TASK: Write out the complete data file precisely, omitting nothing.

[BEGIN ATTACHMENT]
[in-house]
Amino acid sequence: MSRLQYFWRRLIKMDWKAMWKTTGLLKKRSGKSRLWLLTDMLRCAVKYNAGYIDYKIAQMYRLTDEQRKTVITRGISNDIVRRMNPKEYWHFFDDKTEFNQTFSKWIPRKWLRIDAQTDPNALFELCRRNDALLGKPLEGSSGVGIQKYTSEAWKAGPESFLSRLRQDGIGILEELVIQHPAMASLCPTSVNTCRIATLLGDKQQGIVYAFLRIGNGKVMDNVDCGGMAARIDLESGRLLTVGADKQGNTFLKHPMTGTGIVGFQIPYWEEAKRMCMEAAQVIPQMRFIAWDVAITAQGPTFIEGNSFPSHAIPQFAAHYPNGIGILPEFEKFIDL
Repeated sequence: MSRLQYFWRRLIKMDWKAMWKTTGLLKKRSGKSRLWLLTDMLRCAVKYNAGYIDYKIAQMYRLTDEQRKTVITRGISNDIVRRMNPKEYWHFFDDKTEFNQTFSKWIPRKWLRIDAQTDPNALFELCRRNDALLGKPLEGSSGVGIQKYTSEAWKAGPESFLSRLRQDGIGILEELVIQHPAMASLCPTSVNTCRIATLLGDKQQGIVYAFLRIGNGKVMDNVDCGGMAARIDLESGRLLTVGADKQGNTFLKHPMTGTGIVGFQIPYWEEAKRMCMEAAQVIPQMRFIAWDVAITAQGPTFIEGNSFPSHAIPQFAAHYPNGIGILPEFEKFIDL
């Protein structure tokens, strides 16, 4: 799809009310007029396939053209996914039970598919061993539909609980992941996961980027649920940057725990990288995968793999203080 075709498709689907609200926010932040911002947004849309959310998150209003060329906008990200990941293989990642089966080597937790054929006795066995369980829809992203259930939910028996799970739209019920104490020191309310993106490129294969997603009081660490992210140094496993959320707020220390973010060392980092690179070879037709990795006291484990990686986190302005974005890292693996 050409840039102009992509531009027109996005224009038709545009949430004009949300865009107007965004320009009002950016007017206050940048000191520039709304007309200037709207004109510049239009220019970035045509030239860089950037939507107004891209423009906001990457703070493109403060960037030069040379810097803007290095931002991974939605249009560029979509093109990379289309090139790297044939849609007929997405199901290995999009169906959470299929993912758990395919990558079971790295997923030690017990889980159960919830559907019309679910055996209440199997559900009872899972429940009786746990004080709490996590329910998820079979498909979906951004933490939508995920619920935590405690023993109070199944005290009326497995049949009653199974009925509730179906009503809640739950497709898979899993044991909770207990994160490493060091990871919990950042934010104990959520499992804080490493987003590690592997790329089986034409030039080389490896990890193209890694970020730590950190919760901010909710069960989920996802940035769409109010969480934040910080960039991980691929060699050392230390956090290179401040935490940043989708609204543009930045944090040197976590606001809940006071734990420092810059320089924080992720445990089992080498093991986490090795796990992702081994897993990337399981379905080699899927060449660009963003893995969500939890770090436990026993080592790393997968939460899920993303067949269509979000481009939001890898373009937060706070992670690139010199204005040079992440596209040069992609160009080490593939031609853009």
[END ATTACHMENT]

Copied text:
[in-house]
Amino acid sequence: MSRLQYFWRRLIKMDWKAMWKTTGLLKKRSGKSRLWLLTDMLRCAVKYNAGYIDYKIAQMYRLTDEQRKTVITRGISNDIVRRMNPKEYWHFFDDKTEFNQTFSKWIPRKWLRIDAQTDPNALFELCRRNDALLGKPLEGSSGVGIQKYTSEAWKAGPESFLSRLRQDGIGILEELVIQHPAMASLCPTSVNTCRIATLLGDKQQGIVYAFLRIGNGKVMDNVDCGGMAARIDLESGRLLTVGADKQGNTFLKHPMTGTGIVGFQIPYWEEAKRMCMEAAQVIPQMRFIAWDVAITAQGPTFIEGNSFPSHAIPQFAAHYPNGIGILPEFEKFIDL
Repeated sequence: MSRLQYFWRRLIKMDWKAMWKTTGLLKKRSGKSRLWLLTDMLRCAVKYNAGYIDYKIAQMYRLTDEQRKTVITRGISNDIVRRMNPKEYWHFFDDKTEFNQTFSKWIPRKWLRIDAQTDPNALFELCRRNDALLGKPLEGSSGVGIQKYTSEAWKAGPESFLSRLRQDGIGILEELVIQHPAMASLCPTSVNTCRIATLLGDKQQGIVYAFLRIGNGKVMDNVDCGGMAARIDLESGRLLTVGADKQGNTFLKHPMTGTGIVGFQIPYWEEAKRMCMEAAQVIPQMRFIAWDVAITAQGPTFIEGNSFPSHAIPQFAAHYPNGIGILPEFEKFIDL
């Protein structure tokens, strides 16, 4: 799809009310007029396939053209996914039970598919061993539909609980992941996961980027649920940057725990990288995968793999203080 075709498709689907609200926010932040911002947004849309959310998150209003060329906008990200990941293989990642089966080597937790054929006795066995369980829809992203259930939910028996799970739209019920104490020191309310993106490129294969997603009081660490992210140094496993959320707020220390973010060392980092690179070879037709990795006291484990990686986190302005974005890292693996 050409840039102009992509531009027109996005224009038709545009949430004009949300865009107007965004320009009002950016007017206050940048000191520039709304007309200037709207004109510049239009220019970035045509030239860089950037939507107004891209423009906001990457703070493109403060960037030069040379810097803007290095931002991974939605249009560029979509093109990379289309090139790297044939849609007929997405199901290995999009169906959470299929993912758990395919990558079971790295997923030690017990889980159960919830559907019309679910055996209440199997559900009872899972429940009786746990004080709490996590329910998820079979498909979906951004933490939508995920619920935590405690023993109070199944005290009326497995049949009653199974009925509730179906009503809640739950497709898979899993044991909770207990994160490493060091990871919990950042934010104990959520499992804080490493987003590690592997790329089986034409030039080389490896990890193209890694970020730590950190919760901010909710069960989920996802940035769409109010969480934040910080960039991980691929060699050392230390956090290179401040935490940043989708609204543009930045944090040197976590606001809940006071734990420092810059320089924080992720445990089992080498093991986490090795796990992702081994897993990337399981379905080699899927060449660009963003893995969500939890770090436990026993080592790393997968939460899920993303067949269509979000481009939001890898373009937060706070992670690139010199204005040079992440596209040069992609160009080490593939031609853009």